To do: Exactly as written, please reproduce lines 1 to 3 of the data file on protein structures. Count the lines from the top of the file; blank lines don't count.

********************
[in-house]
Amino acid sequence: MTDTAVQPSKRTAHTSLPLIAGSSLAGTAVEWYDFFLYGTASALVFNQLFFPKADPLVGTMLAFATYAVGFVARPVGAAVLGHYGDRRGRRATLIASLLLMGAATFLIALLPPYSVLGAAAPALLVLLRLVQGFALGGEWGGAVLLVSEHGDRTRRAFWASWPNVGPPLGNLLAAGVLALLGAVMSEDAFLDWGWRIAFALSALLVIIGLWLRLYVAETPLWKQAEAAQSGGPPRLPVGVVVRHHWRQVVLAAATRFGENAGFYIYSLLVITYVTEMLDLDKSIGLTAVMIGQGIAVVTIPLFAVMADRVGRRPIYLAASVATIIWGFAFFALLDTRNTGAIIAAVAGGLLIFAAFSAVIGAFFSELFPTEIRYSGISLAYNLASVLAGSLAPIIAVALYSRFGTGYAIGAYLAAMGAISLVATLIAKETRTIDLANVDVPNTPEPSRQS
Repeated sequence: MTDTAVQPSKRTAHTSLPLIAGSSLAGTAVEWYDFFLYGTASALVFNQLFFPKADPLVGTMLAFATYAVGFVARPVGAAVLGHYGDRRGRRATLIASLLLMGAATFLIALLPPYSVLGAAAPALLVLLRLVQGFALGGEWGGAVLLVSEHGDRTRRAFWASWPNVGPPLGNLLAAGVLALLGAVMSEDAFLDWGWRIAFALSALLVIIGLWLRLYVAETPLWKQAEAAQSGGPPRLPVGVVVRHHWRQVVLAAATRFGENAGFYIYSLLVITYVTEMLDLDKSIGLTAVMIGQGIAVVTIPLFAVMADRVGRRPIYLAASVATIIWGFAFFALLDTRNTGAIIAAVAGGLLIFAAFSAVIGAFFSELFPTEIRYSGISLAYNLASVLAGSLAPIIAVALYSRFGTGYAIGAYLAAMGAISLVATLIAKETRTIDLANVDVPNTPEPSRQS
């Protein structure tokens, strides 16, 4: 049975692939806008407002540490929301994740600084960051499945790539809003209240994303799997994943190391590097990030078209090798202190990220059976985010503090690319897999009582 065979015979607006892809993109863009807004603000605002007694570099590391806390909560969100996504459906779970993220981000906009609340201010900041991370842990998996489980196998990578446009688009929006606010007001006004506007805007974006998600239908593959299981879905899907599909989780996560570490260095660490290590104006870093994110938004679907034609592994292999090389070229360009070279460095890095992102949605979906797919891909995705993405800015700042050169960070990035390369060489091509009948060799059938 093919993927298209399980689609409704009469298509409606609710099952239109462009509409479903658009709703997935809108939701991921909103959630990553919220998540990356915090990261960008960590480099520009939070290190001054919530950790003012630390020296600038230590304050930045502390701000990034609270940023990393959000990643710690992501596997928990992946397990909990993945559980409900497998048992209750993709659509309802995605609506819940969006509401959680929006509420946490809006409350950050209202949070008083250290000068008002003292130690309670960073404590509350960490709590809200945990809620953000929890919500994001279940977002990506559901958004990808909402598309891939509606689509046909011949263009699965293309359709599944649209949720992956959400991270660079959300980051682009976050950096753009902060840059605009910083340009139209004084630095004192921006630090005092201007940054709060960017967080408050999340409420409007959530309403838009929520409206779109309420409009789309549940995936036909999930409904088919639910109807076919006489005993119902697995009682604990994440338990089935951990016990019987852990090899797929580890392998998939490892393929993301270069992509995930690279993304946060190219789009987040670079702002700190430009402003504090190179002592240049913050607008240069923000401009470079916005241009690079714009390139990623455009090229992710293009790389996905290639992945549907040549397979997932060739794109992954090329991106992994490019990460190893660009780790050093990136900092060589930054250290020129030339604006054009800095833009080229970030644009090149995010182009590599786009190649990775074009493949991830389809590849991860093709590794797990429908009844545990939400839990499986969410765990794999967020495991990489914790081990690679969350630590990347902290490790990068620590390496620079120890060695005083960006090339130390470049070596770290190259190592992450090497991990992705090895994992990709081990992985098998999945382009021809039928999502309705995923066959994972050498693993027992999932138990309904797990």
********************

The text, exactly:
[in-house]
Amino acid sequence: MTDTAVQPSKRTAHTSLPLIAGSSLAGTAVEWYDFFLYGTASALVFNQLFFPKADPLVGTMLAFATYAVGFVARPVGAAVLGHYGDRRGRRATLIASLLLMGAATFLIALLPPYSVLGAAAPALLVLLRLVQGFALGGEWGGAVLLVSEHGDRTRRAFWASWPNVGPPLGNLLAAGVLALLGAVMSEDAFLDWGWRIAFALSALLVIIGLWLRLYVAETPLWKQAEAAQSGGPPRLPVGVVVRHHWRQVVLAAATRFGENAGFYIYSLLVITYVTEMLDLDKSIGLTAVMIGQGIAVVTIPLFAVMADRVGRRPIYLAASVATIIWGFAFFALLDTRNTGAIIAAVAGGLLIFAAFSAVIGAFFSELFPTEIRYSGISLAYNLASVLAGSLAPIIAVALYSRFGTGYAIGAYLAAMGAISLVATLIAKETRTIDLANVDVPNTPEPSRQS
Repeated sequence: MTDTAVQPSKRTAHTSLPLIAGSSLAGTAVEWYDFFLYGTASALVFNQLFFPKADPLVGTMLAFATYAVGFVARPVGAAVLGHYGDRRGRRATLIASLLLMGAATFLIALLPPYSVLGAAAPALLVLLRLVQGFALGGEWGGAVLLVSEHGDRTRRAFWASWPNVGPPLGNLLAAGVLALLGAVMSEDAFLDWGWRIAFALSALLVIIGLWLRLYVAETPLWKQAEAAQSGGPPRLPVGVVVRHHWRQVVLAAATRFGENAGFYIYSLLVITYVTEMLDLDKSIGLTAVMIGQGIAVVTIPLFAVMADRVGRRPIYLAASVATIIWGFAFFALLDTRNTGAIIAAVAGGLLIFAAFSAVIGAFFSELFPTEIRYSGISLAYNLASVLAGSLAPIIAVALYSRFGTGYAIGAYLAAMGAISLVATLIAKETRTIDLANVDVPNTPEPSRQS